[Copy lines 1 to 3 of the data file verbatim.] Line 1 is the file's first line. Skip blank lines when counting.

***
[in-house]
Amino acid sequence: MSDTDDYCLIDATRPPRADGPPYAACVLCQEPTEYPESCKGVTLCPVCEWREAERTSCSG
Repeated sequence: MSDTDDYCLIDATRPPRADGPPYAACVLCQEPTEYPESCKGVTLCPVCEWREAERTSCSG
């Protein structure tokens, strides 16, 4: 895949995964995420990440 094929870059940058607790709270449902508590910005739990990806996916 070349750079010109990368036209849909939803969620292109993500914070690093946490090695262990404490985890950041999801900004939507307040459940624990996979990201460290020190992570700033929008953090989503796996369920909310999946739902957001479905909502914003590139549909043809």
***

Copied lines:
[in-house]
Amino acid sequence: MSDTDDYCLIDATRPPRADGPPYAACVLCQEPTEYPESCKGVTLCPVCEWREAERTSCSG
Repeated sequence: MSDTDDYCLIDATRPPRADGPPYAACVLCQEPTEYPESCKGVTLCPVCEWREAERTSCSG